Applying Pennsylvania law, a federal district court has held that a directors and officers liability policy’s contract exclusion precluded coverage for a suit against the insured operator of a chain of gas stations and convenience stores, where the suit included breach of contract allegations as well as tort allegations for fraudulent inducement and negligent misrepresentations in connection with the sale of convenience stores to third parties. Federal Ins. Co. v. KDW Restructuring & Liquidation Services, LLC, 2012 WL 3579840 (M.D. Pa. Aug. 17, 2012).
The convenience store chain sold approximately 150 of its stores to third parties. A number of the new store owners then filed suit against the convenience store chain, asserting causes of action for breach of various contracts, as well as fraudulent inducement and negligent misrepresentations in connection with the sale of the stores. The insured settled the suit for a cash payment and an agreement to modify certain terms of the contracts with the store purchasers.
In the subsequent coverage litigation, the court granted summary judgment to the insurer based on the policy’s contract exclusion, which precluded coverage for claims “based upon, arising from, or in consequence of any actual or alleged liability of an Insured Organization under any written or oral contract or agreement, provided that this [exclusion] shall not apply to the extent that an Insured Organization would have been liable in the absence of the contract or agreement.” The court observed that, while the parties agreed that the contract exclusion barred coverage for the breach of contract allegations, the convenience store chain argued that the fraudulent inducement and negligent misrepresentation allegations did not fall within the scope of the exclusion. The court concluded that the contract exclusion barred coverage for both the breach of contract and tort causes of action under three separate tests. First, the court held that the plain language of the contract exclusion was unambiguous and broadly precluded coverage for the entire suit because all of the allegations were “based upon, arising from, or in consequence of” alleged liability under contracts. Second, the court applied the more stringent “but for” test, concluding that “but for” the convenience store chain’s alleged breach of its contracts with the store owners, the store owners would not have had causes of action for fraudulent inducement and negligent misrepresentations. Third, the court applied the “gist of the action” doctrine, holding that the contracts between the convenience store chain and the store owners were central, rather than a collateral, to the suit. Accordingly, the court granted the insurer summary judgment on the contract exclusion.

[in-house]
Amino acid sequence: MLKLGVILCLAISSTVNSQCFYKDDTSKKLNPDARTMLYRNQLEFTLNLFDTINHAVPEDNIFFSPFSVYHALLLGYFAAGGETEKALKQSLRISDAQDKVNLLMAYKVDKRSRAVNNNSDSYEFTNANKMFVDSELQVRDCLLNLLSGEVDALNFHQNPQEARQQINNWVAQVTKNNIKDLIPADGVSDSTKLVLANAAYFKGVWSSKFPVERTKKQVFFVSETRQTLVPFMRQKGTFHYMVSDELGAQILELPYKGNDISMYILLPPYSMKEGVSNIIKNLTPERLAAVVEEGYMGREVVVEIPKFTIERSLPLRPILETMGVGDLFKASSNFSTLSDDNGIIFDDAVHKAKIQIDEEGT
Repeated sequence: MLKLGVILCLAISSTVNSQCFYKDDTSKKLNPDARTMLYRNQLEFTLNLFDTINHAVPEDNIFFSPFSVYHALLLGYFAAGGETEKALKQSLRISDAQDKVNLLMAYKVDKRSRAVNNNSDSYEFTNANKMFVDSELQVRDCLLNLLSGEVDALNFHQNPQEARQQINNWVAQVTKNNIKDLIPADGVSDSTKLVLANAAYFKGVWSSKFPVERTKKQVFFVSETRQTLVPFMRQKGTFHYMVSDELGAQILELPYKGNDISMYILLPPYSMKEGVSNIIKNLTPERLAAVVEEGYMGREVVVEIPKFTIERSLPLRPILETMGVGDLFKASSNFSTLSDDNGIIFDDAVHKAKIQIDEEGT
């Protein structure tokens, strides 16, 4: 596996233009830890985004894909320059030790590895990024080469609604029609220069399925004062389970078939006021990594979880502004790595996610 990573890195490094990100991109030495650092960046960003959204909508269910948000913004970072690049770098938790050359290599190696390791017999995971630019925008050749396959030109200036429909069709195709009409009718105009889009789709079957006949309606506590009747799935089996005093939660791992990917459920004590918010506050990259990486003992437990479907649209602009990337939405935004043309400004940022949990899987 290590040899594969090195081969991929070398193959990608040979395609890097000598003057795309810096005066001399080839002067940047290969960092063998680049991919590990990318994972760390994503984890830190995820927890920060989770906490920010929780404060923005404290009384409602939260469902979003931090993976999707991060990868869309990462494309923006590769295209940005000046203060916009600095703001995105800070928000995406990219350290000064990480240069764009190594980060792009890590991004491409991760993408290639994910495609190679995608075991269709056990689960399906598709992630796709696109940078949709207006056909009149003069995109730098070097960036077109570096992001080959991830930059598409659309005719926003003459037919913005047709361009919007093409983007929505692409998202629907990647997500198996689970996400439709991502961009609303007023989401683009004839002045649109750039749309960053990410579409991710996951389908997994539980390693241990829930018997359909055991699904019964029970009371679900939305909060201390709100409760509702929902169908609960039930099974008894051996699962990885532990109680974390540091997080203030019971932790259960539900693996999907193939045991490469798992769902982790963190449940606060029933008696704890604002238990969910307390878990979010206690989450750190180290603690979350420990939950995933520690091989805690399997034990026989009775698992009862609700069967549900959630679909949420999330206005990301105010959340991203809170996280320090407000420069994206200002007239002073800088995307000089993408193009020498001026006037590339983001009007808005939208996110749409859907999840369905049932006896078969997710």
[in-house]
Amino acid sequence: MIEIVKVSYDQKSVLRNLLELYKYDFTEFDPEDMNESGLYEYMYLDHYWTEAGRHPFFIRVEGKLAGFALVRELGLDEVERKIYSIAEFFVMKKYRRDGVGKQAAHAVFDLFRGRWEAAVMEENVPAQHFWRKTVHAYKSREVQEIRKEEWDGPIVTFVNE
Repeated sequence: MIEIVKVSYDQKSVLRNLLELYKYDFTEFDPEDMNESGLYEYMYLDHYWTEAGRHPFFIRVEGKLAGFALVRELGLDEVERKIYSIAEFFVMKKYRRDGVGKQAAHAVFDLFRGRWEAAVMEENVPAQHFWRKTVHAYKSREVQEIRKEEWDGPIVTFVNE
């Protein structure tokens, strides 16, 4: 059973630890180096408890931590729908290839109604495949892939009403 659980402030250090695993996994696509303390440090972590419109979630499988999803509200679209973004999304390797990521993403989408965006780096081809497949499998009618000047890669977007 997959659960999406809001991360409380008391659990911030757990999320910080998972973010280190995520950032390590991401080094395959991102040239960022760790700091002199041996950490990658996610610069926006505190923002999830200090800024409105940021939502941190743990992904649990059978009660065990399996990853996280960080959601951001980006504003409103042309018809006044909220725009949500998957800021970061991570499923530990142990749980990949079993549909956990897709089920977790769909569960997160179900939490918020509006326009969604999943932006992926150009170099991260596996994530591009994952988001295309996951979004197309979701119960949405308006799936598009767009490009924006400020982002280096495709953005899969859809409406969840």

The opinion is available here.